by Eric Lanke
One of the most common questions I get about the Center for Compact and Efficient Fluid Power (CCEFP) is how do they pick which research projects to fund. It’s a question I love answering, because it’s a welcome surprise for many to learn that it is the fluid power industry, not academia, that provides the majority of input into making this decision.
In Part 1 of this series, I introduced the group of industry professionals within the CCEFP called the Industry Engagement Committee. Since we began providing financial support from the NFPA Foundation and its new Pascal giving and recognition society to the CCEFP, seats on this committee have been extended to Silver and Gold donors in the Pascal Society. The industry members of the committee elect their own leadership, with the current chair being Eric Bretey of Danfoss and the current vice chair being QingHui Yuan of Eaton.
One of the jobs of the committee is to identify the research topics that CCEFP projects should focus on. Once that is done and the various proposals that align with those prioritized topics have come in, their second major job comes into play—reviewing and selecting those that will actually get funded. And they use a fairly robust process to do that. First, they align industry reviewers with the appropriate expertise with each corresponding cluster of research proposals. Industry professionals from pneumatics companies, for example, should not be asked review hydraulic research proposals, and vice versa. So, there is a fair amount of sorting that goes on, making sure the work of reviewing the proposals is divided equally among the committee members and that each committee member reviews the proposals that are clearly within his/her wheelhouse.
Then there’s the review criteria itself. There are fifteen areas of evaluation in all, divided into three major sections:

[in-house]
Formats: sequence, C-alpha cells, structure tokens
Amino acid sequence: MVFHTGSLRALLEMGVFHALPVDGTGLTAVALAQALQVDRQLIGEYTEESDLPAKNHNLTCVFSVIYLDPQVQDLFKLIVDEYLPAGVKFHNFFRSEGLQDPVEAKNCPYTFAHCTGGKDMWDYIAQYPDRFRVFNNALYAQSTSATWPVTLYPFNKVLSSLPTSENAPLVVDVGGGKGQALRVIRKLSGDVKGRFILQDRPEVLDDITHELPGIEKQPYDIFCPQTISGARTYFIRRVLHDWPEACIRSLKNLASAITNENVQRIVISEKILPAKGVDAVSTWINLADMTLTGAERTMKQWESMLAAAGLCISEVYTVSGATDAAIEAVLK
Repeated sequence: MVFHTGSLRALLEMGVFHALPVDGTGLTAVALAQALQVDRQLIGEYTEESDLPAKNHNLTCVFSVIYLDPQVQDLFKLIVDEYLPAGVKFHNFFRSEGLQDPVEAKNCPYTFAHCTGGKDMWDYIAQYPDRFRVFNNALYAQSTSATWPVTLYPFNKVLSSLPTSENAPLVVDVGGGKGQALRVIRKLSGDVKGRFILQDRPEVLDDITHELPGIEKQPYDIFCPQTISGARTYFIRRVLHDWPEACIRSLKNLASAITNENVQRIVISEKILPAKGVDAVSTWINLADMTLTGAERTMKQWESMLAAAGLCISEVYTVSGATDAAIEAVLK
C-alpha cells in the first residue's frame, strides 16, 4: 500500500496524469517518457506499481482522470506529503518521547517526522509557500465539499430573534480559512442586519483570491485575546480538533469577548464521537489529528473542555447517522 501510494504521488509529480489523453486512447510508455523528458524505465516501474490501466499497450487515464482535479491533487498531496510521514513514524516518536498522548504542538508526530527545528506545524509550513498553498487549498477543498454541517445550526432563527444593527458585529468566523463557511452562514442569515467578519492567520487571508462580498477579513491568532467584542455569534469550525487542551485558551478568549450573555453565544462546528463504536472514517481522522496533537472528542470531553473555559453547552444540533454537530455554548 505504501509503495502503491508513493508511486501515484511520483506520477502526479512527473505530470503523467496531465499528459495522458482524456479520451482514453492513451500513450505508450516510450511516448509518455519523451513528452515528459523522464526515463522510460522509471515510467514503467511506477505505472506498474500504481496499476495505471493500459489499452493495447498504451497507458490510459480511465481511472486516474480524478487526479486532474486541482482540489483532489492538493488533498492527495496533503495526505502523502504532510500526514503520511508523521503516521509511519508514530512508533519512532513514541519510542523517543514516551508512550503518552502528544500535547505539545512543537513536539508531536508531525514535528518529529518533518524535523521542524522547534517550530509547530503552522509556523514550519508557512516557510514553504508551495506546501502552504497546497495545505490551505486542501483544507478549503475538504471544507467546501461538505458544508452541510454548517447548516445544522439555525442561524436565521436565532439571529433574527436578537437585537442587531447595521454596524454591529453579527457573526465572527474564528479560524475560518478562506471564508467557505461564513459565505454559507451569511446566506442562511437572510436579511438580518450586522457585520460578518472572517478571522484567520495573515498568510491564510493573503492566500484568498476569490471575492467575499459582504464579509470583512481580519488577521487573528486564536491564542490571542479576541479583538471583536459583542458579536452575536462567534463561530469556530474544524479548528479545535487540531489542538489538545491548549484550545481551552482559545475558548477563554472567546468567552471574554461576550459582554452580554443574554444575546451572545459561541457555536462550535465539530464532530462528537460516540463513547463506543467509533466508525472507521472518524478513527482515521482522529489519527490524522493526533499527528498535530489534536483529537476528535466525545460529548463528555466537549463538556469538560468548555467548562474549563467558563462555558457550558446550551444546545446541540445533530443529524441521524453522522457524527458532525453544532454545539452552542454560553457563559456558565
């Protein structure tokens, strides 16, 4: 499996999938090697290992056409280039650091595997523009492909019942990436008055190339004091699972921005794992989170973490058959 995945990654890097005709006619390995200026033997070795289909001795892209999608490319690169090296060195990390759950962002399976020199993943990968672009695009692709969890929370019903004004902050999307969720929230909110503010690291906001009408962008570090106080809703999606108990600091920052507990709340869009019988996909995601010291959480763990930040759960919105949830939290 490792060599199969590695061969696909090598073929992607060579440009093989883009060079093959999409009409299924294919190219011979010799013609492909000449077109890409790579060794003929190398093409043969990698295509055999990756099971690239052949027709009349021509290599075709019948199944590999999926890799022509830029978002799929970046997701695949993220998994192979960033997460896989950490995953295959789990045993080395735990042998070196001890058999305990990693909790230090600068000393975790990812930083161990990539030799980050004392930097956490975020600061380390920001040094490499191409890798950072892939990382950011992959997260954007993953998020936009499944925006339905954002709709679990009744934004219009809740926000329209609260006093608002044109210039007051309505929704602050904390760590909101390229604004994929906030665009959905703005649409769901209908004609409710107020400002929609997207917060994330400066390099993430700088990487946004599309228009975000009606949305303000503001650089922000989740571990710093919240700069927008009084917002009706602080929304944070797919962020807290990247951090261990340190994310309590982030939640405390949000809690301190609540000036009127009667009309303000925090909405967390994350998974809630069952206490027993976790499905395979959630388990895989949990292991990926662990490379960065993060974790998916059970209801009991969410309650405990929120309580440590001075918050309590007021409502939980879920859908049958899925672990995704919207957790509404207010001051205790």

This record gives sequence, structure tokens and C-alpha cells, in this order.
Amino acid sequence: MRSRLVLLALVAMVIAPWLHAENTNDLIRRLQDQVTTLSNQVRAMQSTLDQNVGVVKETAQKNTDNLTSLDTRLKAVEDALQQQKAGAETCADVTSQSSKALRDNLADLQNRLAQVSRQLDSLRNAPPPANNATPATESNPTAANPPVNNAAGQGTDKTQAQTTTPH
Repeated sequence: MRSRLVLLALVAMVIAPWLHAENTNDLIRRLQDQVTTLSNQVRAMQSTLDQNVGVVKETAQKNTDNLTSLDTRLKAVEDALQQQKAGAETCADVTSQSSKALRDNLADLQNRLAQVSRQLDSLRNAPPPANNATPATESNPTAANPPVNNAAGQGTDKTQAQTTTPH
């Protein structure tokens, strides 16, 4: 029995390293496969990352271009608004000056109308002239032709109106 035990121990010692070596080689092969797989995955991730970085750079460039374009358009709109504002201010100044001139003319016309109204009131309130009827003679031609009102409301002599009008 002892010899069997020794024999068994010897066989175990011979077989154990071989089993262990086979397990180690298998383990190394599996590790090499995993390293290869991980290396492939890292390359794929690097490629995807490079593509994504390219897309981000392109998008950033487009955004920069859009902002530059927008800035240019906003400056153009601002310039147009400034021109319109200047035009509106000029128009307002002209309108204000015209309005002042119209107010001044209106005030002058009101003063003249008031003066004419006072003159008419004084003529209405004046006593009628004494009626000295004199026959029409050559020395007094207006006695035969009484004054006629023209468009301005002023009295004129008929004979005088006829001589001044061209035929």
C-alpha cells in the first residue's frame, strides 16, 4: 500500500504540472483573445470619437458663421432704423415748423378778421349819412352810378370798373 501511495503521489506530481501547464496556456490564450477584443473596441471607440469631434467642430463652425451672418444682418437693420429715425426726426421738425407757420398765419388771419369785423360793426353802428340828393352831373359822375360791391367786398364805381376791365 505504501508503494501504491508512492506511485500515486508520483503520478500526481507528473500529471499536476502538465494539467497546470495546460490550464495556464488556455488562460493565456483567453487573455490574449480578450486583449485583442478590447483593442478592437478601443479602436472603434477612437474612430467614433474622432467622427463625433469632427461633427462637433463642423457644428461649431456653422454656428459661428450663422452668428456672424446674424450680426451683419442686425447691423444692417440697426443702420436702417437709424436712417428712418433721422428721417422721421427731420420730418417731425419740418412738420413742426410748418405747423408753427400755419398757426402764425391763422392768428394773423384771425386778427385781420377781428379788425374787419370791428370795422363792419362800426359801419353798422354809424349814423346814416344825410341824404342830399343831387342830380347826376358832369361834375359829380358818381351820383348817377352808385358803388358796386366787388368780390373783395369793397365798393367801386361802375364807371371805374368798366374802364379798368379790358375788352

- Alignment. How well aligned is the proposal with the goals and objectives of the CCEFP? Does it represent a fundamental advancement in fluid power knowledge and understanding? Does it function at a systems level? Does it strategically fit with this CCEFP’s other projects and can it be demonstrated on one of the CCEFP’s test beds?
- Risk. How likely is it that the proposal will be successful? What are its metrics? Are they appropriate? Are there clear deliverables upon successful conclusion? What are they? Is the research team up to the task? Is the budget appropriate for its scope?
- Reward. If successful, how broadly applicable to the fluid power industry will the results be? How likely is it that industry will participate in the proposal execution? How novel would the breakthrough be? Does the research team have sources of external support for potential continuation into commercialization?
Ideally, the Committee is looking to fund a portfolio of research projects that are spread across the risk/reward spectrum. Some low risk/low reward projects to ensure progress is being made, but also some high risk/high reward projects to help push the envelope in the industry’s key technical barriers. Once the scores are all in, the proposals are looked at holistically and decisions are made along these lines in order to make a final funding recommendation.
We’re on the cusp of this industry-driven process playing itself out over the next few months. The proposals for this funding cycle were due on December 11, 2015, and are currently being organized for the review process. Watch for further updates and, of course, the announcement of the winning proposals soon.
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